Children’s rights at risk

Save the Children Iceland firmly opposed that the bill would permit the detention of children, which they say conflicts with the UN Convention on the Rights of the Child. Detention in closed facilities has a negative impact on children’s development, the organisation stated, and children should not and cannot bear responsibility for their parents or relatives’ actions.

Tightened legislation on asylum seekers

The bill comes on the heels of other new legislation that left dozens of asylum seekers in Iceland homeless and without services last year. The legislation strips asylum seekers in the country of access to state housing, social support, and healthcare 30 days after their applications for asylum have been rejected. It was also strongly criticised by human rights organisations in Iceland.

Bill on Detention Centres for Asylum Seekers Published

Guðrún hafsteinsdóttir

A draft bill proposed by Iceland’s Justice Minister would permit authorities to hold asylum seekers in detention centres, including families and children. Setting up such detention centres could cost between ISK 420 and 600 million [$3.1 million-4.4 million, €2.8 million-4 million]. Humanitarian organisations have harshly criticised the establishment of such centres in Iceland.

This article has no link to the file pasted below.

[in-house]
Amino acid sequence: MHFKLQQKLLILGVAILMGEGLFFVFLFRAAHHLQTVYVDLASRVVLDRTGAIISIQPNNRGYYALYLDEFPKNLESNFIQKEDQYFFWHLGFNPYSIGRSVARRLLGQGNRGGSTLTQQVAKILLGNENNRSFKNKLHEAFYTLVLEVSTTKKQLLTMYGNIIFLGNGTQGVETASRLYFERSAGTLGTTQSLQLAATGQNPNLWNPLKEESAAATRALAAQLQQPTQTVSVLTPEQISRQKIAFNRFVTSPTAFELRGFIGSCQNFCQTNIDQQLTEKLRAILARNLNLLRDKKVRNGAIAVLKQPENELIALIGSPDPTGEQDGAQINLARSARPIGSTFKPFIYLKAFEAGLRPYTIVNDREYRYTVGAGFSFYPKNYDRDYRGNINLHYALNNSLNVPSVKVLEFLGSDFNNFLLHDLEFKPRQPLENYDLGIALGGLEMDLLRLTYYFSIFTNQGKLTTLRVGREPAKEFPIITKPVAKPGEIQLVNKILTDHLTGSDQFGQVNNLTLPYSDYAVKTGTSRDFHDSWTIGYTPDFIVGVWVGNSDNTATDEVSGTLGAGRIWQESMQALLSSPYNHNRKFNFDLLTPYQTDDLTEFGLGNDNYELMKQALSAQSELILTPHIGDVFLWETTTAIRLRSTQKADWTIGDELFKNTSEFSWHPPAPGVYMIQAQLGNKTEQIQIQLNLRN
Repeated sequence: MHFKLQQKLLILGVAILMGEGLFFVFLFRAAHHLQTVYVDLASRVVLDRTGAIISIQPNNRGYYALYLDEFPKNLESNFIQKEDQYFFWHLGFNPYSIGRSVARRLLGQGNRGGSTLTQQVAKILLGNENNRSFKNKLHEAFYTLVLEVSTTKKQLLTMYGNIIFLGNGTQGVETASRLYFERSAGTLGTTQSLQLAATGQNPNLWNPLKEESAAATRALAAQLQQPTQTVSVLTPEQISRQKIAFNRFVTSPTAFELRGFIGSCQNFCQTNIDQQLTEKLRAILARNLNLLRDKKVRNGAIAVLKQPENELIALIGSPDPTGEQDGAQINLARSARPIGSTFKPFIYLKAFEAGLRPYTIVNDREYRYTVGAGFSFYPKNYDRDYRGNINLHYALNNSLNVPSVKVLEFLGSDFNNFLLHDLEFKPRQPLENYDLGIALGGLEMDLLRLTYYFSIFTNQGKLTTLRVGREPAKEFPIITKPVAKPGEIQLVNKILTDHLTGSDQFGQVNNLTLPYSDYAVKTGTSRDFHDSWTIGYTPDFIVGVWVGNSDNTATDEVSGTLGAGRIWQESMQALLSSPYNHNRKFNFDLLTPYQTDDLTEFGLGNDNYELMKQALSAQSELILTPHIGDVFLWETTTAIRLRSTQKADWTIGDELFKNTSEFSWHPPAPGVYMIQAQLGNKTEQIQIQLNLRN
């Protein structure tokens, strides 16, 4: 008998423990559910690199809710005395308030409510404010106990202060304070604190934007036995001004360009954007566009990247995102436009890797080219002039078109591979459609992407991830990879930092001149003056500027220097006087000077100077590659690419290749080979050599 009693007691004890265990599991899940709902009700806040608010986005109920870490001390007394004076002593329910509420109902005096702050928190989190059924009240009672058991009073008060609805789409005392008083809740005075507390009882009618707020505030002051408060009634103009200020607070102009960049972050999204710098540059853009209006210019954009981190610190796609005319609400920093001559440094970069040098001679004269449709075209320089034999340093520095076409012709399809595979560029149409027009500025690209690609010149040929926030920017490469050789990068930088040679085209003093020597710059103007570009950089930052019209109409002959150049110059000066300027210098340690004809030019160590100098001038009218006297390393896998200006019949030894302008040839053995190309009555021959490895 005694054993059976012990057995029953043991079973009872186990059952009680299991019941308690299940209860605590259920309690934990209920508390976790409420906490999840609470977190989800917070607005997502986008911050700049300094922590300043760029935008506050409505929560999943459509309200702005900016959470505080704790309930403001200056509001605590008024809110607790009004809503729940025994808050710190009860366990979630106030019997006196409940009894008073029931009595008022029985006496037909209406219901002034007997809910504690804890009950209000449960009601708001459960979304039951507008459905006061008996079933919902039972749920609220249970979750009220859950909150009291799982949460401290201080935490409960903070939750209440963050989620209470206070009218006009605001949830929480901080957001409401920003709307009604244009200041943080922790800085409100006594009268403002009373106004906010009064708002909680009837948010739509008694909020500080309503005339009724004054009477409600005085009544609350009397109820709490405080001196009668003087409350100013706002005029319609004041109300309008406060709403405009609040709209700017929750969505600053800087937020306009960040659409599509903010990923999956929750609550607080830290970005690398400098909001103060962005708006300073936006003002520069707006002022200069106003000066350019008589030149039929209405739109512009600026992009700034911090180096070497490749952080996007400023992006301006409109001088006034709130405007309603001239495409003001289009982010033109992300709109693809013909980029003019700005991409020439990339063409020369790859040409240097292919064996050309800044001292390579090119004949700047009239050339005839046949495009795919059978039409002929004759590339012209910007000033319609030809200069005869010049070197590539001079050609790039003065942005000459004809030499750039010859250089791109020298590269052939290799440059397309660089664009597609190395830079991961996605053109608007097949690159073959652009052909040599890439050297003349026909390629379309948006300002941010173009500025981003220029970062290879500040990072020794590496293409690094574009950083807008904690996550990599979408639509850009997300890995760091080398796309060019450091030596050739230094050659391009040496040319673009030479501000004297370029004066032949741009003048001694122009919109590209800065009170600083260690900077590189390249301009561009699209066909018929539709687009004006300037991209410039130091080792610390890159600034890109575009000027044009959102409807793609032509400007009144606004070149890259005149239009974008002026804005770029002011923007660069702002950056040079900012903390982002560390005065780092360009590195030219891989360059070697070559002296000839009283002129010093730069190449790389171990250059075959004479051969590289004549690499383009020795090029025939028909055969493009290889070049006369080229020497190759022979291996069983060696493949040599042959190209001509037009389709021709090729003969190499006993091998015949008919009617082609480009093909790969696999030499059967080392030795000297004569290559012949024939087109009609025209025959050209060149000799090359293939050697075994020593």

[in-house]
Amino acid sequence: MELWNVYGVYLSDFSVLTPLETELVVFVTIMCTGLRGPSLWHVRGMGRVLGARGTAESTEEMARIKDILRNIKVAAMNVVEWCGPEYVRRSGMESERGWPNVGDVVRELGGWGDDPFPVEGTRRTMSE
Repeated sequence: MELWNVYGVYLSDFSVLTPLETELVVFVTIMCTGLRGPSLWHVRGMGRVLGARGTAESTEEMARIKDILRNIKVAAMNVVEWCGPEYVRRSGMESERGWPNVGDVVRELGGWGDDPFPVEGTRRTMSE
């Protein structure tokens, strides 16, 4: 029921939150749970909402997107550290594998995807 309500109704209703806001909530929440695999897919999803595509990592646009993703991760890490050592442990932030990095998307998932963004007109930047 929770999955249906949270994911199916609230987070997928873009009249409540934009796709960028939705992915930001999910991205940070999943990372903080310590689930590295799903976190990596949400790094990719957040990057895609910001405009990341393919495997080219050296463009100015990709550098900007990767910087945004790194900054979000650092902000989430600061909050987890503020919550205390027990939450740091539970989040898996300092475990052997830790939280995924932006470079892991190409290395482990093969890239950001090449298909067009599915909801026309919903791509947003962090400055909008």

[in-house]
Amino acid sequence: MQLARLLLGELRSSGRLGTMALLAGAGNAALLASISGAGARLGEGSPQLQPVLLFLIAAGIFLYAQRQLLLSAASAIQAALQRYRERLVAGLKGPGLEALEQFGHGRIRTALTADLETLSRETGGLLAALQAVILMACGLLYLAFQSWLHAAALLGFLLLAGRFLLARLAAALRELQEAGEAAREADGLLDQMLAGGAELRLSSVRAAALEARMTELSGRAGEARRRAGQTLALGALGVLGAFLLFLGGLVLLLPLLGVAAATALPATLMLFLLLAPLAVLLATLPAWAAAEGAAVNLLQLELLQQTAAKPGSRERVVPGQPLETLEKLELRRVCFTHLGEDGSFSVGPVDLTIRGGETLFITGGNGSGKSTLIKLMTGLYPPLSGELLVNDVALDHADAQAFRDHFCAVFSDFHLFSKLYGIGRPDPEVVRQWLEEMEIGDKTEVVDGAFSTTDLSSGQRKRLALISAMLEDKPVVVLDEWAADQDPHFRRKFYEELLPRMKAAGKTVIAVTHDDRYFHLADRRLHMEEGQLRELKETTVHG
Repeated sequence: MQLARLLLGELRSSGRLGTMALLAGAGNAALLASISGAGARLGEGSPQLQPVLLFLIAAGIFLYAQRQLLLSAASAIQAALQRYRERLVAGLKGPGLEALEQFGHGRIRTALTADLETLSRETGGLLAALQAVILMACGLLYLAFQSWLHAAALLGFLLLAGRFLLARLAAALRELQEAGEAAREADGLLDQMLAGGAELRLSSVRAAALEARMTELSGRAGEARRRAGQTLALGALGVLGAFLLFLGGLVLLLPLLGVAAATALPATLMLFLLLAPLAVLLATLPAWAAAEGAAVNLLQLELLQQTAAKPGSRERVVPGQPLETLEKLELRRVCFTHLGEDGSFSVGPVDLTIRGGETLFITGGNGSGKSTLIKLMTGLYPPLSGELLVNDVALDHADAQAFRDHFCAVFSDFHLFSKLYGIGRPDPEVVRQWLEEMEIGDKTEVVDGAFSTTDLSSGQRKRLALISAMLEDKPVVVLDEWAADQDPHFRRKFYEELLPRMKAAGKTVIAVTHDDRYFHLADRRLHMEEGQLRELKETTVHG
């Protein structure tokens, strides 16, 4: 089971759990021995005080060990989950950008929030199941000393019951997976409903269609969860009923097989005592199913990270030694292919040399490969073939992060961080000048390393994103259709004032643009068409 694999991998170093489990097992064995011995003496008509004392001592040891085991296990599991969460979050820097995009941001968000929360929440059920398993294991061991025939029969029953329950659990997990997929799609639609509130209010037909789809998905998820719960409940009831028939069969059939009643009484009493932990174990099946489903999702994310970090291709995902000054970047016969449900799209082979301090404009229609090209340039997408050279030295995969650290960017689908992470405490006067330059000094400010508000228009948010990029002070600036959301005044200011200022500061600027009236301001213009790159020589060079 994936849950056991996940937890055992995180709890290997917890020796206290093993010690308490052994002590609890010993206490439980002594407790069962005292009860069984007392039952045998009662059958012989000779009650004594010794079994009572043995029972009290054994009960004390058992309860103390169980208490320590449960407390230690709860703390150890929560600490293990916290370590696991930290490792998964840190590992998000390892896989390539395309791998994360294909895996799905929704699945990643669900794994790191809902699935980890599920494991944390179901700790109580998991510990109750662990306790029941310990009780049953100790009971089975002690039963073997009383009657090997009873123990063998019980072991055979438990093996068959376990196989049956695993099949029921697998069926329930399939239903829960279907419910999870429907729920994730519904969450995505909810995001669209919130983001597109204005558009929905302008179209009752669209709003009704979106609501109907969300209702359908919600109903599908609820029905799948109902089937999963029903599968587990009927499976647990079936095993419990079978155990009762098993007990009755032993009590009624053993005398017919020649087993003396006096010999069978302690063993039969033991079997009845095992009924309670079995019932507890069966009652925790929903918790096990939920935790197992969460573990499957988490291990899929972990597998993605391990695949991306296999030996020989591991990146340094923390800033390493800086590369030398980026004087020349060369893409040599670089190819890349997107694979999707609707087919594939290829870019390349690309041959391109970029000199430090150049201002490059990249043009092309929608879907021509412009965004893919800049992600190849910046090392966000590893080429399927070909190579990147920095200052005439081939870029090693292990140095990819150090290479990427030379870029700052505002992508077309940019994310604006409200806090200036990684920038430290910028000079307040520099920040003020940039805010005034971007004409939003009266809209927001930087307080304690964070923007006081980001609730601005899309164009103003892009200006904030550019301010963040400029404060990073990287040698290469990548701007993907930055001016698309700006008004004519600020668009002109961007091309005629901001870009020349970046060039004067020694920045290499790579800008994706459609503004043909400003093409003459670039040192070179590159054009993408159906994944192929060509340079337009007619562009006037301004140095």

The bill, which comes from Minister of Justice Guðrún Hafsteinsdóttir, was published in the government’s consultation portal last week, where members of the public, organisations, and interested parties can comment on it.

According to the summary on the consultation portal, the bill proposes permitting authorities to keep “foreign citizens who have to or may have to leave the country” in “a closed residence” when they have received a deportation order or “when a case that may lead to such a decision is being processed by the government.” According to the bill, the measure would “only be used as a last resort, when an adequate assessment has been carried out and it is clear that milder measures will not be effective.”

Children detained for up to nine days

The bill would permit authorities to detain children in such centres, if they are accompanied by a parent or guardian, but would not permit the detention of unaccompanied children. The detention of children would have to conform to “stricter requirements” than that of adults.

The bill proposes permitting the detention of children in such facilities for up to three days at a time and up to nine days in total. Adults could be detained in the centres for up to eight weeks.

If the bill is approved, the legislation would take effect at the beginning of 2026.